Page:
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Doug...the cultures I received from Josh's came with very small peices of charcoal. There wasn't any big chunks to pick up and tap.
OK, but if you upsize to bigger cultures, use some big and some small chunks. In the meantime, back in the day, when we cultured on sphagnum, we would put a coffee filter on top and mist it. Put a tiny amount of yeast or whatever you are feeding, on the filter. By morning it would be loaded with springtails and you just pick it up and sprinkle it in.
 

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Hey, that sounds like a much easier way to do it than anything else I've seen. I can see the sphagnum rotting...but is there some reason everyone stopped with the filters?
I've run sphagnum for a couple of years with no rot. The coffee filters will begin to disintegrate and be eaten by the springtails after a while. I think the charcoal tapping and the flood and dump method became more popular.
Another great one is a small piece (like 3" x 3") of sterile tree fern panel stored on top of your culture. They crawl up in it and you just tap away.
 

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Okay, here's what I did...

I bought two 6qt Sterelite containers because I couldn't find 5qt. I bought a 4qt bag of organic gardening charcoal and I filled each culture with 2qt of charcoal. I added enough distilled water until there was around 1" in the bottom, and I made sure all of the charcoal was moist. I then put half of the culture I ordered in to both containers. I put the lids on and put them in my room near my frogs. I then added 5 grains of rice in the middle of each culture, and I put 2-3 grains elsewhere around the cultures.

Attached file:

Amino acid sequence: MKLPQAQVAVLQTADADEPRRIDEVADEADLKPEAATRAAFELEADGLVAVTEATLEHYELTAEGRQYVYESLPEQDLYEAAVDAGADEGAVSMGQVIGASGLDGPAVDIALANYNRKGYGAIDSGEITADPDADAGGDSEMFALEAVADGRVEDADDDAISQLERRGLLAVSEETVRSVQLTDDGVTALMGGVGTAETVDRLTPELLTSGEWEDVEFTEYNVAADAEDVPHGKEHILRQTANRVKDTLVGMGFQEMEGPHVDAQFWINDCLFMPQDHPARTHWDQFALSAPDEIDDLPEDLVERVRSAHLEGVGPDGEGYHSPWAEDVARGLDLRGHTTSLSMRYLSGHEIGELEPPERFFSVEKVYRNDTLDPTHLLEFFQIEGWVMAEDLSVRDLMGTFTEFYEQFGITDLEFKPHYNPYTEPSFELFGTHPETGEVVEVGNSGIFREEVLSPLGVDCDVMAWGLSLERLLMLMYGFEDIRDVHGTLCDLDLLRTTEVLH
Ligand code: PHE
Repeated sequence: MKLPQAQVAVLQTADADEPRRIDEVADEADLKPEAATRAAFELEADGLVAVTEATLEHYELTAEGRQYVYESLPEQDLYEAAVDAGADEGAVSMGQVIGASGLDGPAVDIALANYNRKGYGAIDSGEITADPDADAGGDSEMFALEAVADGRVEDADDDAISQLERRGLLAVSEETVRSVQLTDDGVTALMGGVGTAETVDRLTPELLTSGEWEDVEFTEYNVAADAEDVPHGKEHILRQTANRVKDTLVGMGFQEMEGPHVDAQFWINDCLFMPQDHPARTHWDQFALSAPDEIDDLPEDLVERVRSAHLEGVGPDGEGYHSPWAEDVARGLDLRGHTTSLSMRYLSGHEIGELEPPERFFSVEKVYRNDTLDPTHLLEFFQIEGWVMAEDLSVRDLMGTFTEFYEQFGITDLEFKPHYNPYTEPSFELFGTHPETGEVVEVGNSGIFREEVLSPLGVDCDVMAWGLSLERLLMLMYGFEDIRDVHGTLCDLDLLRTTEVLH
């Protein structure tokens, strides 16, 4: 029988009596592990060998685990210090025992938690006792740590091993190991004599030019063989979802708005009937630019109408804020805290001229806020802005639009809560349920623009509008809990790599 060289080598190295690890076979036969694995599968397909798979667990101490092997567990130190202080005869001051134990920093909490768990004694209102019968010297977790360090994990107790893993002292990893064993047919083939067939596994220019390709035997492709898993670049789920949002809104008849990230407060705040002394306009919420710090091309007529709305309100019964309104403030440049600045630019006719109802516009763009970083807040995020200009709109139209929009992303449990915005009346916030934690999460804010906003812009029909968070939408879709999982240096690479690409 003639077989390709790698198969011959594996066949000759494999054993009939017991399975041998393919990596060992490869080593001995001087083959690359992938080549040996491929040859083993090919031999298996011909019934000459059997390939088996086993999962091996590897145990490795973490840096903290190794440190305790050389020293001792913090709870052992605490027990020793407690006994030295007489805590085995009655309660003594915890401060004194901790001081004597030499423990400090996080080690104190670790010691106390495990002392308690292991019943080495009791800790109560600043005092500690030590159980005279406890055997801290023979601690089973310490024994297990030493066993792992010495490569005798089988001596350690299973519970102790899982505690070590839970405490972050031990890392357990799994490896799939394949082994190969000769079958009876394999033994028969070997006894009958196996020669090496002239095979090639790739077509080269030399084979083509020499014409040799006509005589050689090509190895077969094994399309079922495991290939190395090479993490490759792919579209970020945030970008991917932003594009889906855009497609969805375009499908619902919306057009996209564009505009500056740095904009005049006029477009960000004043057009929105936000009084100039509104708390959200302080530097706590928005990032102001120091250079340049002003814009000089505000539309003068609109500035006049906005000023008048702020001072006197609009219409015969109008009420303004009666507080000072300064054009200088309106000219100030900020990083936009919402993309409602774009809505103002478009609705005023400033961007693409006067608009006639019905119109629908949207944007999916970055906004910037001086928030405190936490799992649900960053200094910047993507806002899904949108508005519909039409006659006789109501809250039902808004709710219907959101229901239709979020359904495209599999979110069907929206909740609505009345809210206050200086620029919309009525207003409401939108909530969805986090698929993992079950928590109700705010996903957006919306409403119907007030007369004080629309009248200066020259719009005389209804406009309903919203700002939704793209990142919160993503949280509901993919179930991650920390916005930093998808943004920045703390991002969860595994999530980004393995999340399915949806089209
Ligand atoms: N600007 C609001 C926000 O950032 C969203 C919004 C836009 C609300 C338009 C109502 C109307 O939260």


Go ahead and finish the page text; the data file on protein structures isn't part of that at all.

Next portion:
How moist should the cultures be?
Out of the many, many foods I've tried, none has produced as poorly as rice. Plus, rice is a grain. It's just a matter of time before you get mites. Yeast. Active Bakers Yeast.
 

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I don't put the food directly in the cultures anymore...the mold throughout the container grossed me out. Lately I've been placing the food onto one of those tiny butter bowl lids and then placing it into the container. If something happens and it gets a little too yucky, I throw it away and replace it with a new one. Just keeps things a little cleaner and still lets the mold grow without taking over everything.

If you're keeping about a half to an inch of water in your container, the humidity inside should keep everything moist enough as it is. That's what I do and there's always condensation dripping from the lid.
Hey Wendy, you should really try letting it get good and gross. It is the...liquifying food that they really go nuts over. Or, just go with Active Bakers yeast which liquifies right away on contact with the wet substrate. Try it and watch your production go through the roof!
 

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Yeah...I know, I know...it's the really disgusting stuff that they like. It just really, really grosses me out. I've cleaned out tanks and had my hands in frog poop, gently picked up a dead frog to check on it, killed fruit flies directly on my skin...but that mold...ACK!